optical amplifier

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Related to Erbium doped fiber amplifier: EDFA, Optical amplifiers

optical amplifier

[′äp·tə·kəl ′am·plə‚fī·ər]
(engineering)
An optoelectronic amplifier in which the electric input signal is converted to light, amplified as light, then converted back to an electric signal for the output.
McGraw-Hill Dictionary of Scientific & Technical Terms, 6E, Copyright © 2003 by The McGraw-Hill Companies, Inc.

optical amplifier

A device that boosts light signals in an optical fiber network. Unlike regenerators, which have to convert light to electricity in order to amplify it and then convert it back again to light, the optical amplifier amplifies the light signal itself. Developed in the late 1980s, the erbium-doped fiber amplifier (EDFA) was the first successful optical amplifier. See EDFA.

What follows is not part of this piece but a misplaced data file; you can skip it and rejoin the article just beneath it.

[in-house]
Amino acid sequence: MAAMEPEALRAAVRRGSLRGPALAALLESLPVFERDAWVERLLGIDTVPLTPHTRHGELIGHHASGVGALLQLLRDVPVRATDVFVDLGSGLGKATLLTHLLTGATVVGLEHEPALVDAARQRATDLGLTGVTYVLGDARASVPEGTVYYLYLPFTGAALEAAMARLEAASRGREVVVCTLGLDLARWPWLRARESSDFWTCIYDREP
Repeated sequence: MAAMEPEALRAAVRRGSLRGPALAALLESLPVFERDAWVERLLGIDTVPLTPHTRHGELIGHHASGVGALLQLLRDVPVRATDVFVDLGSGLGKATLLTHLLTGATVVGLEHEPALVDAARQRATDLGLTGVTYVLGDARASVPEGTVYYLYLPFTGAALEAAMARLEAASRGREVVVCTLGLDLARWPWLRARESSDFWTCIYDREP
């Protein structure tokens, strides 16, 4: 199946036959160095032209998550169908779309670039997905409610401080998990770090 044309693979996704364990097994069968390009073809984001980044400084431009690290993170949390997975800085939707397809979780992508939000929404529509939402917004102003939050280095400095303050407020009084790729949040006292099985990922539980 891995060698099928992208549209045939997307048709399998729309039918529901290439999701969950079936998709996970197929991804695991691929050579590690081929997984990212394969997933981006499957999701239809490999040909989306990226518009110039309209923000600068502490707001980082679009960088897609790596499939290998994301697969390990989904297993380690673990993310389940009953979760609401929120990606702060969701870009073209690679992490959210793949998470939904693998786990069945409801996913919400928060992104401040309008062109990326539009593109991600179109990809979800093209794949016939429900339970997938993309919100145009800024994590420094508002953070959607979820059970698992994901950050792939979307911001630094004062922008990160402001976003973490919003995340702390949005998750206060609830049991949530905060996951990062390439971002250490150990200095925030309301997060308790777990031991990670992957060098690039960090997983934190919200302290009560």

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References in periodicals archive ?
There are numerous advantages of FOPAs over broadly used conventional EDFAs (erbium doped fiber amplifiers), the main one being the ability to tune the amplification wavelength region of FOPAs which is not possible with EDFAs, whose gain bandwidth is constant and is limited between 1530 and 1565 nm.